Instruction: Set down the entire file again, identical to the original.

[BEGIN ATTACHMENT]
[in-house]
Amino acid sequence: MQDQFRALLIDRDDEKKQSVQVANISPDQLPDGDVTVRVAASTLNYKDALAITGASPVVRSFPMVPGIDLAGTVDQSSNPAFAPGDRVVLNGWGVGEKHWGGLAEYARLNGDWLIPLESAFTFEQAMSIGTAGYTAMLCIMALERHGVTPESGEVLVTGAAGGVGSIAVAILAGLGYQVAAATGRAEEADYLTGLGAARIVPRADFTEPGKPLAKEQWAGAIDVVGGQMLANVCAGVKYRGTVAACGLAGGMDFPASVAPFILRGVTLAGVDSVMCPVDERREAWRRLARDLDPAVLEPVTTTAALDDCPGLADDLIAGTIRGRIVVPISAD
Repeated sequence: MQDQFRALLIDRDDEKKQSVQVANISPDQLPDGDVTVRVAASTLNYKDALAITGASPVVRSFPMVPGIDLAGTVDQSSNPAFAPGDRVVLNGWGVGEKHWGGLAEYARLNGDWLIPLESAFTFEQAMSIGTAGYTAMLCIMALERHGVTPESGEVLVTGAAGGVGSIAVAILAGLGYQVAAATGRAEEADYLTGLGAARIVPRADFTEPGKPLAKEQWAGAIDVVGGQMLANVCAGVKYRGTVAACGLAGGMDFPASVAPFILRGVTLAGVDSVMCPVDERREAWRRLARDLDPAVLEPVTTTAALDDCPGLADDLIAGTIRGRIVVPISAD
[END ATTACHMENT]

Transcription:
[in-house]
Amino acid sequence: MQDQFRALLIDRDDEKKQSVQVANISPDQLPDGDVTVRVAASTLNYKDALAITGASPVVRSFPMVPGIDLAGTVDQSSNPAFAPGDRVVLNGWGVGEKHWGGLAEYARLNGDWLIPLESAFTFEQAMSIGTAGYTAMLCIMALERHGVTPESGEVLVTGAAGGVGSIAVAILAGLGYQVAAATGRAEEADYLTGLGAARIVPRADFTEPGKPLAKEQWAGAIDVVGGQMLANVCAGVKYRGTVAACGLAGGMDFPASVAPFILRGVTLAGVDSVMCPVDERREAWRRLARDLDPAVLEPVTTTAALDDCPGLADDLIAGTIRGRIVVPISAD
Repeated sequence: MQDQFRALLIDRDDEKKQSVQVANISPDQLPDGDVTVRVAASTLNYKDALAITGASPVVRSFPMVPGIDLAGTVDQSSNPAFAPGDRVVLNGWGVGEKHWGGLAEYARLNGDWLIPLESAFTFEQAMSIGTAGYTAMLCIMALERHGVTPESGEVLVTGAAGGVGSIAVAILAGLGYQVAAATGRAEEADYLTGLGAARIVPRADFTEPGKPLAKEQWAGAIDVVGGQMLANVCAGVKYRGTVAACGLAGGMDFPASVAPFILRGVTLAGVDSVMCPVDERREAWRRLARDLDPAVLEPVTTTAALDDCPGLADDLIAGTIRGRIVVPISAD